I decided I really needed to give this thing my best shot at fixing it because it would get very cold in the house as time went on. I found the type of furnace I have (a Lennox EL195) and downloaded a brochure, a user manual, and a technician manual for it. The instructions said to make sure the gas valve was turned to On and that the power switch was on. It showed a gas valve behind the main access panel. So I went down in the crawlspace to take a look. I guess due to the furnace being installed sideways and in a trench, they didn’t use a hinged door, but some metal straps with screws to hold the panel in place. I didn’t bring a screwdriver, so I had to go back in the house and come back. I found the gas valve, which was turned to On. Then I removed a second panel that covers a circuit board. On that circuit board is a LED that blinks off and on slowly. That is a good thing, called the “heartbeat.” But after the burner’s blower stopped blowing, the heartbeat started to blink rapidly. You can count the number of times it blinks before pausing to read an error message written on the control panel. I counted 10 which means “Pressure Switch opened 5 times during one heat demand”. Then I counted the blinks again and came up with 9 blinks. So I counted again for a tie breaker and it seemed to be 9. This means “Pressure Switch failed to close or opened during heat demand”. This didn’t sound like something I could fix. There is actually a little window over the LED so I think you are supposed to be able to see the LED without removed the second panel. Another window looks in near the ignition and I seemed to be able to see a red glow, which I assume was from a functioning glow plug, used to ignite the natural gas.
I went back and read the technical manual for the furnace which went into some detail about the error codes and parts. It said the pressure switch measures the difference in pressure between the intake and exhaust of the burner and if the value is not correct, the furnace won’t come on. They said the usual cause was the intake or exhaust pipes were blocked, but it could also be a lot of other things. I had looked down the exhaust with a flashlight and it didn’t seem blocked, but maybe the intake was clogged with ice or snow? I was able to take the cover off of the intake and look in, but couldn’t see a clog. There was a little ice, so I got my heat gun and knocked the ice off. It wasn’t enough ice to do anything, I don’t think. Anyway, it still didn’t work.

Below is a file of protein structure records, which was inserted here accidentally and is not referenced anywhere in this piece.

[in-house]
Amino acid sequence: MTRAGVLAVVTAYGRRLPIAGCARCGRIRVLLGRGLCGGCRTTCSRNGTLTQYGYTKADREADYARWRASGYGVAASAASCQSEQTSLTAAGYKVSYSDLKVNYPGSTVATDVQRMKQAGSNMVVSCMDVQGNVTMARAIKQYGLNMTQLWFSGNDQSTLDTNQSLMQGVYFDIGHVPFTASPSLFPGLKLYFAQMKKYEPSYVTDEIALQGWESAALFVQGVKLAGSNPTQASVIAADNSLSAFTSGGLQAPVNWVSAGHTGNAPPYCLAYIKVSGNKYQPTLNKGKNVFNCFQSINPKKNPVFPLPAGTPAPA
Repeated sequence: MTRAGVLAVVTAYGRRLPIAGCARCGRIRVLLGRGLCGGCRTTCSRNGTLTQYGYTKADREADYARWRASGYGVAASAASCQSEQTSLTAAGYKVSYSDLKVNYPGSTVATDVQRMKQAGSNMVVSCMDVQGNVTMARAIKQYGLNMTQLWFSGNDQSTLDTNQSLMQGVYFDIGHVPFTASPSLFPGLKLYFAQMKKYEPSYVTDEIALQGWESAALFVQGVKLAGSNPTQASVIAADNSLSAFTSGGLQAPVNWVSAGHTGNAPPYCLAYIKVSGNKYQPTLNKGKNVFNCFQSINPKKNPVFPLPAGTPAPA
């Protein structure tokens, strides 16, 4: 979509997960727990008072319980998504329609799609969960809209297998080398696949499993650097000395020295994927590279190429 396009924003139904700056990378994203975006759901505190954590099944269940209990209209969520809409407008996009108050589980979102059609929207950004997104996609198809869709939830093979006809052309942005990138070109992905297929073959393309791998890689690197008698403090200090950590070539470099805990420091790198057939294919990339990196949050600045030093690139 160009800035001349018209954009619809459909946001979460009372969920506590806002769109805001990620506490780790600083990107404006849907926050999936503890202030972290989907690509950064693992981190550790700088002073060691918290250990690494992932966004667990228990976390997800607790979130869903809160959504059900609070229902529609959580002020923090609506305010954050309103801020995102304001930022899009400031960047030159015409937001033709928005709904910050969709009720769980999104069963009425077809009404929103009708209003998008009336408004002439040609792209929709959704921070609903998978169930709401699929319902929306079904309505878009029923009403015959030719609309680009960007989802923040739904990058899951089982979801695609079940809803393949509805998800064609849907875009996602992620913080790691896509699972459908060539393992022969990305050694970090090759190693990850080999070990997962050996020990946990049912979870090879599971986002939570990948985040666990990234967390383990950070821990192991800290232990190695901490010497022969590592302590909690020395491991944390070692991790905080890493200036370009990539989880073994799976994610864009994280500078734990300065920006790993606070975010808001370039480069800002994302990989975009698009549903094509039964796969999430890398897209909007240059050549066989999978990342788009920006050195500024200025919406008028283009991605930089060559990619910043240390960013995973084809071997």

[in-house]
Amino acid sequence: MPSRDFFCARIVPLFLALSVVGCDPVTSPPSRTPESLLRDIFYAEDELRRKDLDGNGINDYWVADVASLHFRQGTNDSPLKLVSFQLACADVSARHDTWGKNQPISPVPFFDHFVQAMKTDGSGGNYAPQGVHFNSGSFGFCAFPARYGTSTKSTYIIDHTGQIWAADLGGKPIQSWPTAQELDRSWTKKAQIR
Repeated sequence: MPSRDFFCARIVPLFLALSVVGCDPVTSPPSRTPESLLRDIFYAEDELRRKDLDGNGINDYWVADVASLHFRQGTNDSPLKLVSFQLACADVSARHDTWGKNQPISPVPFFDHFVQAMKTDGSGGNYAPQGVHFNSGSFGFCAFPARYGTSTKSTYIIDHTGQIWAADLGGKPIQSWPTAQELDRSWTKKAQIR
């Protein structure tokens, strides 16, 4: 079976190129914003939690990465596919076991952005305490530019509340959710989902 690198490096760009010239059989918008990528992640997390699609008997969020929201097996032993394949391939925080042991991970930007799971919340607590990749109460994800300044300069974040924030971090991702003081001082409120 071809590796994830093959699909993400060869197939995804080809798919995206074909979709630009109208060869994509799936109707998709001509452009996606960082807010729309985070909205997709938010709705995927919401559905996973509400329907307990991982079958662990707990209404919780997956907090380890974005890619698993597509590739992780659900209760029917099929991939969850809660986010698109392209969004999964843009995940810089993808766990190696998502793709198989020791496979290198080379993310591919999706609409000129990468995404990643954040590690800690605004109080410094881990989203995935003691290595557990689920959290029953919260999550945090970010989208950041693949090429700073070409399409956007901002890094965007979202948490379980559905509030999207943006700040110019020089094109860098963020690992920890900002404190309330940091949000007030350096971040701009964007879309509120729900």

When the power went out many years ago, I learned I could use the stove burners to heat up the kitchen. By putting sheets over the top part of the doorways into the kitchen (there are no doors) I could keep most of the heat from escaping. I was actually able to get the kitchen up to 70 degrees pretty quickly while the rest of the house was at 58 degrees. I cleared off my dining room table so I could move it into the kitchen. That table hasn’t been clear since about 2008, but I got it cleared off and moved it into the kitchen so I could sit down and use my laptop. Austin would walk under the sheets over the doors (there was a big enough gap at the bottom for him to walk through no problem) and lie down on one of the dog beds I brought in, but Katie did not like the sheets at all and wouldn’t come in the kitchen or at least not for long. As I am sitting there editing a localsettings.php file on my laptop at the table in my cozy kitchen, the vent started blowing. I went over to the vent to make sure heat was coming out and it was definitely warm. I had fixed it! The heat kicked off before it got back up to 66 degrees, but I think maybe the furnace was just overheating or something. After a few minutes it came back on and got the house all the way warmed up.